Inter-personal synchronization is important for performing many cooperative tasks. Notably, synchrony has also been shown to have considerable positive social influences, possibly mediated by synchrony-induced changes in social attitude such as an increased sense of similarity and affiliation between interacting individuals. This effect has been demonstrated in adults, but it is unknown whether synchrony might have a similar impact on the social attitudes of children. We thus set to directly examine the influence of synchronous rhythmic interaction on perceived similarity and closeness in pairs of 8–9 year old children. We found that children who had participated in a synchronous interaction regarded their interacting partner as more similar and closer to themselves than children who had not interacted at all or who had taken part in an asynchronous interaction. These findings reveal that synchronous interaction can positively alter social attitudes between interacting children, suggesting a potential mechanism by which synchrony may enhance positive social interaction through attitudinal shift.
Citation: Rabinowitch T-C, Knafo-Noam A (2015) Synchronous Rhythmic Interaction Enhances Children’s Perceived Similarity and Closeness towards Each Other. PLoS ONE 10(4): e0120878. https://doi.org/10.1371/journal.pone.0120878
Academic Editor: Sonja Kotz, Max Planck Institute for Human Cognitive and Brain Sciences, GERMANY
Received: January 27, 2014; Accepted: February 11, 2015; Published: April 8, 2015
Copyright: © 2015 Rabinowitch, Knafo-Noam. This is an open access article distributed under the terms of the Creative Commons Attribution License, which permits unrestricted use, distribution, and reproduction in any medium, provided the original author and source are credited
Funding: Preparation of this manuscript was supported by Starting Grant no. 240994 from the European Research Council to Ariel Knafo. http://erc.europa.eu/. The funders had no role in study design, data collection and analysis, decision to publish, or preparation of the manuscript.
Competing interests: The authors have declared that no competing interests exist.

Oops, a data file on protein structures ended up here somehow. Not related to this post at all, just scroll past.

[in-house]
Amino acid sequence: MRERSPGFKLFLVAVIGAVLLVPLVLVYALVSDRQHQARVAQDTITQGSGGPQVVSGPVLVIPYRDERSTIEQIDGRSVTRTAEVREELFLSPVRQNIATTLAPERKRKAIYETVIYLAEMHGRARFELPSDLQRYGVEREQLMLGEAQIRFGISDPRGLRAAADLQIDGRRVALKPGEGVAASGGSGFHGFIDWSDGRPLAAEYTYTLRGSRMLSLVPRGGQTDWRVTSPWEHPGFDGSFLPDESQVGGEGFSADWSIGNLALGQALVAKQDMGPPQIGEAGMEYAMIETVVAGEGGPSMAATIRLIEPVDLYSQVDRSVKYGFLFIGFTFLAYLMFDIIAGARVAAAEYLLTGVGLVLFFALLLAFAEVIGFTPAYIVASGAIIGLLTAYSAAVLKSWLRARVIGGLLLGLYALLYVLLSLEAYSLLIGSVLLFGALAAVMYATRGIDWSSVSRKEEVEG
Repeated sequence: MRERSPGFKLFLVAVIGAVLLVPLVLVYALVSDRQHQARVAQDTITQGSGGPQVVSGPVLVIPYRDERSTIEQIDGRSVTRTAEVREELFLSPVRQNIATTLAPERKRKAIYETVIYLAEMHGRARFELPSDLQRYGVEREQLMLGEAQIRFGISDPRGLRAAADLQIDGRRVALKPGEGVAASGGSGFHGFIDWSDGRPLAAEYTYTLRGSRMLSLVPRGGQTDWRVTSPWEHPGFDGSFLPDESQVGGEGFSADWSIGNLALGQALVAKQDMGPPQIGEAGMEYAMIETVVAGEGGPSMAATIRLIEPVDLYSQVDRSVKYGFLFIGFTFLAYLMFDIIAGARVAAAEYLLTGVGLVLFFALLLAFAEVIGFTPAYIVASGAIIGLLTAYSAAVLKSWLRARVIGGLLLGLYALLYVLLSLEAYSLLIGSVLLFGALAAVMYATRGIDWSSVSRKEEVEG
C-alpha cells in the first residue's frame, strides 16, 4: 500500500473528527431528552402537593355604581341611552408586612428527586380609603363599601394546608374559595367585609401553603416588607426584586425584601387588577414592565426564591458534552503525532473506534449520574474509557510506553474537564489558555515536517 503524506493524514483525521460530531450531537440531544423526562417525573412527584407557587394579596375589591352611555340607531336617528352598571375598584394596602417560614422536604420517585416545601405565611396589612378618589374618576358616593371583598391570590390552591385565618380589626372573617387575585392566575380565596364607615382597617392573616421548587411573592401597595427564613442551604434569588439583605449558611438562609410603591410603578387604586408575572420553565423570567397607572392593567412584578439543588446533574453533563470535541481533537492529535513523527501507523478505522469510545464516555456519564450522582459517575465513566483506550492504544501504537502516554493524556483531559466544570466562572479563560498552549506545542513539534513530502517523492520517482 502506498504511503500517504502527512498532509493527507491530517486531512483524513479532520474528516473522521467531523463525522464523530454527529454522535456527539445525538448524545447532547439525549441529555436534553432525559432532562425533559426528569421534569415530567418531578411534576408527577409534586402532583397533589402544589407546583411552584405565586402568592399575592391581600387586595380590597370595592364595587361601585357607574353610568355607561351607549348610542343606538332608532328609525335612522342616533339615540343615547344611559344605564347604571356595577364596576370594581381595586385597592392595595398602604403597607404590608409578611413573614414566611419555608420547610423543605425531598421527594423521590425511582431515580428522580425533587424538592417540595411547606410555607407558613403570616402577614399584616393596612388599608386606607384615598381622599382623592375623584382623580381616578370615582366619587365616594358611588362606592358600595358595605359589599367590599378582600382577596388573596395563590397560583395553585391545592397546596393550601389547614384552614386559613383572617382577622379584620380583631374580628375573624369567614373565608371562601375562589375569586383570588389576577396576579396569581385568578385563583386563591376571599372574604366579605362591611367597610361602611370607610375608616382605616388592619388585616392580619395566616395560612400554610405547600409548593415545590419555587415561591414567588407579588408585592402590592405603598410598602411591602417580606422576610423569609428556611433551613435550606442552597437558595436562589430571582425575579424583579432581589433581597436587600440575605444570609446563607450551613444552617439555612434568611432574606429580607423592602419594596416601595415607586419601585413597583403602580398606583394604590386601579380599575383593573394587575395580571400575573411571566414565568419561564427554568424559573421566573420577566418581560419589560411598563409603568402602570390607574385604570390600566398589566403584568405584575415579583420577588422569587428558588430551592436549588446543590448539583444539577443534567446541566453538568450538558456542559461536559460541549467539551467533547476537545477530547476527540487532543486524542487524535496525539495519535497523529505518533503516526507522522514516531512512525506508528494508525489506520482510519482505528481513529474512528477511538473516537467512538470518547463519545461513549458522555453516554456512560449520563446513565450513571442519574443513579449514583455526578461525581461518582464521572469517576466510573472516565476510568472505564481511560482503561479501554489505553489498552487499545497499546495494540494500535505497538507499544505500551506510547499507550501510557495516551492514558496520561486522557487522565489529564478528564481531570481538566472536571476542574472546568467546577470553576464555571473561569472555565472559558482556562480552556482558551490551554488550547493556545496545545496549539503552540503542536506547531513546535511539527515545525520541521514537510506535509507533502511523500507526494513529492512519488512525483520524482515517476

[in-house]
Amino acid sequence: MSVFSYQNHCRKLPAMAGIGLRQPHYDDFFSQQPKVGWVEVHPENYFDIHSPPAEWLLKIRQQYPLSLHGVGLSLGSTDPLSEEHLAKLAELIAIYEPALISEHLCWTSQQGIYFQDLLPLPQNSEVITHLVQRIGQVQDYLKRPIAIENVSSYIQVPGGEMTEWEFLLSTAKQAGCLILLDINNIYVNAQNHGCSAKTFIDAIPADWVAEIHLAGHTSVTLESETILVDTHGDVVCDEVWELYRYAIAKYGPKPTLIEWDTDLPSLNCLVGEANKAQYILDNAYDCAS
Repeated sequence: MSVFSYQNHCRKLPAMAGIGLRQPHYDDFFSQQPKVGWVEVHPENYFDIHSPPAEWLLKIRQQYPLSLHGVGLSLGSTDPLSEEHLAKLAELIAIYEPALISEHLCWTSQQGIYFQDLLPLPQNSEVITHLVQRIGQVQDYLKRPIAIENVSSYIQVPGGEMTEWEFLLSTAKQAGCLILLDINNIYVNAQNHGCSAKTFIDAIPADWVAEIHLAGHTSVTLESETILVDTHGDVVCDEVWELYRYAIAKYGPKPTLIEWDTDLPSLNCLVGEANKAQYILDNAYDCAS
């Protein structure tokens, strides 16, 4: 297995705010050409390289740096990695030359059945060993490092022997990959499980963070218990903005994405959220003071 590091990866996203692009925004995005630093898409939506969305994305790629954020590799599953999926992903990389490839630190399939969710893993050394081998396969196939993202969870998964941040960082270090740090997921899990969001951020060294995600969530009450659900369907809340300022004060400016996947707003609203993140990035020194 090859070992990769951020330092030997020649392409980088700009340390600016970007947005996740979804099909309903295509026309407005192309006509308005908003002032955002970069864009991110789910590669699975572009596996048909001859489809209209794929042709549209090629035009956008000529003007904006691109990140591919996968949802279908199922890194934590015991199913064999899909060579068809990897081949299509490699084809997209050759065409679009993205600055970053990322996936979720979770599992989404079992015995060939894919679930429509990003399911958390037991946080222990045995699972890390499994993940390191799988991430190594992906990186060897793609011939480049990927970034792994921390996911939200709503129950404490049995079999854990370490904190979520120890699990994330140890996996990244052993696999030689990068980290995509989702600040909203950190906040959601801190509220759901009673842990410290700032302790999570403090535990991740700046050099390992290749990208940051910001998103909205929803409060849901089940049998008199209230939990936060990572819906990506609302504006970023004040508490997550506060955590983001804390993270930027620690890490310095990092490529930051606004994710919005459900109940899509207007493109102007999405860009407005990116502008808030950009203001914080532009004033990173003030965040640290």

The propensity to cooperate is a hallmark of human civilization, essential for productivity and survival. One exceptionally prominent basis for inter-personal coordination is synchrony , the temporal aligning of action between two or more interacting individuals. At its most fundamental level, synchrony is simply a physical prerequisite for the successful execution of collaborative timing-dependent activities, such as rowing or playing music together. However, being in synchrony appears to have an impact that extends beyond the synchronous interaction itself. It can lead to improved performance in a subsequent cooperative activity , and it has a positive impact on interactants’ overall prosocial behavior, exhibited for example, as an increased inclination to offer help to an interacting partner  or to cooperate with her .
Several studies have demonstrated that individuals, even passively receiving sensory stimulation in synchrony with another person, tend to experience a form of self-other merging with that other person. For example, participants viewing a morphed image of their own face and another’s , or a stranger’s face [6–7], tended to recognize the other's face as their own or to experience resemblance and closeness to the unfamiliar face after a period of synchronous stroking of their face and the face that they were watching. Such an enhanced sense of similarity and affiliation may also emerge during active synchronous interaction such as between two participants rocking synchronously on rocking chairs , or between a participant and an experimenter tapping together in synchrony [8–9].
These examples demonstrate the potential of synchrony, to enhance a sense of similarity and affiliation among interacting individuals [1, 10], raising the possibility that similarity may serve as a mediating factor between synchrony and positive social interaction . Several studies seem to support this premise. For example, similar interactants expressed more liking towards one another , were more likely to engage in a smooth, conflict-free interaction , had a better relationship quality  and tended to communicate more effectively with each other . Perceived similarity, and specifically that of personal values and traits has been shown also to act as an antecedent to rapport .
All work done so far on the effects of synchrony on perceived similarity and closeness has been performed on adults. However, synchronous interaction occurs naturally already at early infancy between caregiver and infant in the form of temporal coordination of nonverbal behaviors such as gaze, affect, vocalizations, body movements, and several arousal indicators [16–18]. Moreover, engagement in synchronous interaction has been shown to influence the behavior of children and even very young infants. Thus, newborns were shown to spend more time looking at an image of a face being stroked in synchrony rather than asynchrony with their own face . 14 month-old infants were shown to increase their helpfulness behavior towards an experimenter with whom they experienced synchronous interaction . More generally, children engaging in joint musical activity, a form of interaction rich in synchrony, displayed increased pro-social behavior  and an enhanced capacity for empathy . We thus wished to determine whether attitudinal shifts such as an increased sense of similarity and closeness that have been repeatedly observed in adults in conjunction with interpersonal synchrony might occur also in children. The existence of such an effect in children would suggest a fundamental role for attitudinal change in shaping the behavioral outcomes of interpersonal synchrony.